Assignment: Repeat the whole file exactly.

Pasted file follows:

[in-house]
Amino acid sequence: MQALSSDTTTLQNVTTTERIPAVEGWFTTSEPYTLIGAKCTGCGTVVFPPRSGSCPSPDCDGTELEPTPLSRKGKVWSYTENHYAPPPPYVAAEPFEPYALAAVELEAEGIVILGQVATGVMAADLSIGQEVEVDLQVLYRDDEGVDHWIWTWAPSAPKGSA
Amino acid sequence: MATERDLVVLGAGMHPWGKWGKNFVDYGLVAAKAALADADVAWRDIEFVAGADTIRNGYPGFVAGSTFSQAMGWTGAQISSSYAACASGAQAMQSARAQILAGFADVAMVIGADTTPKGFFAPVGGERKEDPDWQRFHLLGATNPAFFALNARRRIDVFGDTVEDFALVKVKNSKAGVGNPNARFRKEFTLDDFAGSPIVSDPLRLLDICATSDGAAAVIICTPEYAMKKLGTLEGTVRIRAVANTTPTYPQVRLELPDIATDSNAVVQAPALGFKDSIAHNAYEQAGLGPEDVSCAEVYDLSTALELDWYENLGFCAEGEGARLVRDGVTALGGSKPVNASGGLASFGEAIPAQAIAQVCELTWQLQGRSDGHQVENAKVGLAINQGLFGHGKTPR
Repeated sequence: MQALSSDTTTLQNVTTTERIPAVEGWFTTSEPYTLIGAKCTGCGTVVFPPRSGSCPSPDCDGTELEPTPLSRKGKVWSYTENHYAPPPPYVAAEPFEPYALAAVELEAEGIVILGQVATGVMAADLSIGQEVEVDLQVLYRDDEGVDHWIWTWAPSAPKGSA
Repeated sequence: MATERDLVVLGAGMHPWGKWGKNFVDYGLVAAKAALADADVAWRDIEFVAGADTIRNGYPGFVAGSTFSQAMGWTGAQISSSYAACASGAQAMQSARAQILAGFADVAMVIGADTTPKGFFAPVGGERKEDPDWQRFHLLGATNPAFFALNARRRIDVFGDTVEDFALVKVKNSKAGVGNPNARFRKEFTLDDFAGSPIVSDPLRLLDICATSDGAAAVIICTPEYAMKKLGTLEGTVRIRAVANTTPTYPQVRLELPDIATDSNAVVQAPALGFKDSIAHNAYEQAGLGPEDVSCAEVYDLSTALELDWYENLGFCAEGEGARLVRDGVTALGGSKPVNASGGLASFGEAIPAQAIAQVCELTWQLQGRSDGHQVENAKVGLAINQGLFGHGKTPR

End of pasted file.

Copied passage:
[in-house]
Amino acid sequence: MQALSSDTTTLQNVTTTERIPAVEGWFTTSEPYTLIGAKCTGCGTVVFPPRSGSCPSPDCDGTELEPTPLSRKGKVWSYTENHYAPPPPYVAAEPFEPYALAAVELEAEGIVILGQVATGVMAADLSIGQEVEVDLQVLYRDDEGVDHWIWTWAPSAPKGSA
Amino acid sequence: MATERDLVVLGAGMHPWGKWGKNFVDYGLVAAKAALADADVAWRDIEFVAGADTIRNGYPGFVAGSTFSQAMGWTGAQISSSYAACASGAQAMQSARAQILAGFADVAMVIGADTTPKGFFAPVGGERKEDPDWQRFHLLGATNPAFFALNARRRIDVFGDTVEDFALVKVKNSKAGVGNPNARFRKEFTLDDFAGSPIVSDPLRLLDICATSDGAAAVIICTPEYAMKKLGTLEGTVRIRAVANTTPTYPQVRLELPDIATDSNAVVQAPALGFKDSIAHNAYEQAGLGPEDVSCAEVYDLSTALELDWYENLGFCAEGEGARLVRDGVTALGGSKPVNASGGLASFGEAIPAQAIAQVCELTWQLQGRSDGHQVENAKVGLAINQGLFGHGKTPR
Repeated sequence: MQALSSDTTTLQNVTTTERIPAVEGWFTTSEPYTLIGAKCTGCGTVVFPPRSGSCPSPDCDGTELEPTPLSRKGKVWSYTENHYAPPPPYVAAEPFEPYALAAVELEAEGIVILGQVATGVMAADLSIGQEVEVDLQVLYRDDEGVDHWIWTWAPSAPKGSA
Repeated sequence: MATERDLVVLGAGMHPWGKWGKNFVDYGLVAAKAALADADVAWRDIEFVAGADTIRNGYPGFVAGSTFSQAMGWTGAQISSSYAACASGAQAMQSARAQILAGFADVAMVIGADTTPKGFFAPVGGERKEDPDWQRFHLLGATNPAFFALNARRRIDVFGDTVEDFALVKVKNSKAGVGNPNARFRKEFTLDDFAGSPIVSDPLRLLDICATSDGAAAVIICTPEYAMKKLGTLEGTVRIRAVANTTPTYPQVRLELPDIATDSNAVVQAPALGFKDSIAHNAYEQAGLGPEDVSCAEVYDLSTALELDWYENLGFCAEGEGARLVRDGVTALGGSKPVNASGGLASFGEAIPAQAIAQVCELTWQLQGRSDGHQVENAKVGLAINQGLFGHGKTPR